Thursday, March 15, 2007

Eric Gill and Broadcasting House

The first transmission from Broadcasting House in London took place 75 years ago today. The BBC website has a pleasing selection of photographs to mark the anniversary.

This seems a good moment to repeat an anecdote about the sculpture of Prospero and Ariel by Eric Gill that graces the front of the building.

History reports that when it was first unveiled people were of the opinion that the young Ariel was - how shall we put it? - too well endowed. Indeed, John Knight records that a Labour MP - a Mr G. G. Mitcheson - argued that the figures were offensive to public morals and decency and asked the Home Secretary if he would instruct the Metropolitan Police to remove them.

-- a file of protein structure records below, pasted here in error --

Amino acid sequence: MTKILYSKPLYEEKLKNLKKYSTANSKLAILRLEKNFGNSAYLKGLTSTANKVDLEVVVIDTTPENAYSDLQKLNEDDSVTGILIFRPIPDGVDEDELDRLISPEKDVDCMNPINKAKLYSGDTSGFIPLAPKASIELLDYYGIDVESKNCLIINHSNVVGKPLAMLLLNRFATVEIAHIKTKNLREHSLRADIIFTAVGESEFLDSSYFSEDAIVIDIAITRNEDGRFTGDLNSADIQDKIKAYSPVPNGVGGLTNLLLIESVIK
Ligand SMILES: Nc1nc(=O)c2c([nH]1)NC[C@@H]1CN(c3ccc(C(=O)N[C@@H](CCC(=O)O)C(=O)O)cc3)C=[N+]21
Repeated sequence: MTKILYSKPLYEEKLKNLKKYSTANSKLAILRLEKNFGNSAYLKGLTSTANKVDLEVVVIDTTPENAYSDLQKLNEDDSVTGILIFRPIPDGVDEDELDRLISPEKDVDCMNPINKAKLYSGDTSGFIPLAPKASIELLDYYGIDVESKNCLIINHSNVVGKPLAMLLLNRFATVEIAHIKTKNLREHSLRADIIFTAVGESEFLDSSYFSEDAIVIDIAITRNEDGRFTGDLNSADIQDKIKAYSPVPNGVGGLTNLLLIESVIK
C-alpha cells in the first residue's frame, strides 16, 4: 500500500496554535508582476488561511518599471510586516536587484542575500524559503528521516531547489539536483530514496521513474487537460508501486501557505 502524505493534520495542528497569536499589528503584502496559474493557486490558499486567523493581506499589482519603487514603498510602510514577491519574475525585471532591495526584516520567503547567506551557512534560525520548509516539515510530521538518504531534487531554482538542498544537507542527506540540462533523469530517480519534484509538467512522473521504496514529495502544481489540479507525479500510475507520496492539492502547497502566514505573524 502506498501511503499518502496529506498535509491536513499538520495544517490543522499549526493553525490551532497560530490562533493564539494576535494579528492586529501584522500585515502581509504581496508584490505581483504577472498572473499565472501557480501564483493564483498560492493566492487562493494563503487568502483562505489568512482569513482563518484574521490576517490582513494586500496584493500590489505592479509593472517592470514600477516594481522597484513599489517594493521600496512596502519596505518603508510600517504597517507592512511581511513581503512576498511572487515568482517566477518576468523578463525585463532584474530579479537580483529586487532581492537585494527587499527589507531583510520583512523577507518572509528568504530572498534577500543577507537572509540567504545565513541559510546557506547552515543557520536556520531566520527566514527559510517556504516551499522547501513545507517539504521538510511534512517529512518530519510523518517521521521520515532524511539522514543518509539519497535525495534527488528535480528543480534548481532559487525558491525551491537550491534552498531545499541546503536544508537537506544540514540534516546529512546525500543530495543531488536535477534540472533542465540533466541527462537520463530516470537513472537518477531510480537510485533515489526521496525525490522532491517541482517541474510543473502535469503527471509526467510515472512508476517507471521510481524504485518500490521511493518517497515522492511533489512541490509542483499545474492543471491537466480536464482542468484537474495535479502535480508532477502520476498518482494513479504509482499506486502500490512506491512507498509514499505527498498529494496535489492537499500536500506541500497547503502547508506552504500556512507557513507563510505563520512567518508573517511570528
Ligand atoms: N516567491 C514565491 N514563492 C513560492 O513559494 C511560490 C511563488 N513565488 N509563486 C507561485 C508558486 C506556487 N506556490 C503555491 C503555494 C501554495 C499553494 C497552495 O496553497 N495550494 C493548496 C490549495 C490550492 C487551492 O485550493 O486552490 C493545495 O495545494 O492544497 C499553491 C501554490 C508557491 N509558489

Legend has it that Sir John Reith then consulted one of the governors, Dr Montague Rendell, who was a former public school headmaster and presumed to be an authority on such matters. Dr Rendell pronounced and Gill was obliged to take a chisel to his creation.

The BBC itself says that there is no "hard evidence" that this tale is true. But it certainly ought to be.

2 comments:

HE Elsom said...

I think Fiona McCarthy has some information in her biography of Gill, though I don't have a copy to hand to check.

psg said...

Knight is wrong in one minor respect:Mitcheson was Tory M.P. for St.Pancras South-West, not Labour.